Despite differences in sampling and sample sizes, most cost items captured here are similar to those collected in studies carried out elsewhere. One key common feature across the analysis presented in this paper and work for Germany and Switzerland is that only costs that are directly attributable to the training of apprentices (i.e. that would not have been incurred without apprentices being employed) are incorporated in the cost–benefit calculations. Across all of the studies for England considered in this paper, an accounting framework was used to estimate the net cost of training, where the various cost elements employers face are monetised. These include:
training course costs;
supervision costs (time spent by various staff supervising and training the apprentice).
These costs are set against the various benefits employers derive over the training period. These are principally any income received for training an apprentice and the value attributed to an apprentice’s productive contribution. The latter is measured by obtaining information from employer respondents about the percentage of the relevant fully trained worker’s task repertoire, on average, the apprentice can complete in each year of their training. This is adjusted to account for any time when an apprentice is not engaged in productive work (i.e. when on day or block release at college). This measure is monetised by taking the wage of fully experienced workers and multiplying it by the proportion of their task repertoire that the apprentice can competently fulfil.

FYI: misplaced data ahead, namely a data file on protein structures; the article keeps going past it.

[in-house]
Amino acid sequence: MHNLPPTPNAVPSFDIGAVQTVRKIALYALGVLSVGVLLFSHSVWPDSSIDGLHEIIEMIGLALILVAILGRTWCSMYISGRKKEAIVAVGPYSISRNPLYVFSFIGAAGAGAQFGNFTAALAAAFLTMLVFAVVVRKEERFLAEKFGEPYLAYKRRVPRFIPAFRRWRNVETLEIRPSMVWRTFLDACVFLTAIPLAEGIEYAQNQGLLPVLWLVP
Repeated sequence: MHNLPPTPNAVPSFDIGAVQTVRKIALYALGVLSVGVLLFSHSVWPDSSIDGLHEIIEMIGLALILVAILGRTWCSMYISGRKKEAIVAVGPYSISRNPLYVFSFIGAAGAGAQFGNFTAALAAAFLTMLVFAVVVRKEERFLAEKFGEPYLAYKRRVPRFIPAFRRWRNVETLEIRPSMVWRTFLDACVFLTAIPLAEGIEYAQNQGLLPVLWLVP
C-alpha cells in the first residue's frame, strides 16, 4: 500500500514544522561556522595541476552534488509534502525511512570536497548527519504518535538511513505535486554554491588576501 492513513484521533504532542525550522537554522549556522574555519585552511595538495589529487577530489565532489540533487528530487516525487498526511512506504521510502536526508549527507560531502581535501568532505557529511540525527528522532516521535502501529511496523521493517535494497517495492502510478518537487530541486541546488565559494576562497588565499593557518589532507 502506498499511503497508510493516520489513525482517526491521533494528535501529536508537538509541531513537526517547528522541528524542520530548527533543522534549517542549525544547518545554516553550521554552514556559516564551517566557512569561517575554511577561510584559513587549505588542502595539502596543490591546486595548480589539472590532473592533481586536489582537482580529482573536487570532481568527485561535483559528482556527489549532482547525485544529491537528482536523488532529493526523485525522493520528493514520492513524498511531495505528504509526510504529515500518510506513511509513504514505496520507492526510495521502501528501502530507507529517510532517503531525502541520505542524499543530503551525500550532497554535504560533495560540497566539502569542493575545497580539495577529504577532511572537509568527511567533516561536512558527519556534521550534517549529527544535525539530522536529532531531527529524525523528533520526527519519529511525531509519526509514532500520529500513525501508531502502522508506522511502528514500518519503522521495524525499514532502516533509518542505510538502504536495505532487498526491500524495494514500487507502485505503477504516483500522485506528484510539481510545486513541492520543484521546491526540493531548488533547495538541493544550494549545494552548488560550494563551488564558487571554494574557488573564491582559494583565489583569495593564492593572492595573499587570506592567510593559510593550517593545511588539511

The data were collected using a semi-structured interview schedule. Respondents were sent a list of the data required before the interview and at the interview they were shown the results of the cost–benefit calculation to consider whether it accurately reflects the costs and benefits experienced by the establishment (e.g. whether any items are missing in the calculation). Respondents were asked about their decision to invest in apprenticeships, the structure of training, their relationship with their training provider (where one was used), and the benefits they obtained from training apprentices and how these benefits arose. The data were analysed by summarising the data for each establishment for each topic and placing in a thematic grid. The estimates for costs, benefits and net costs are summarised in the next section. This is followed by a summary of responses to other elements of the case study questions.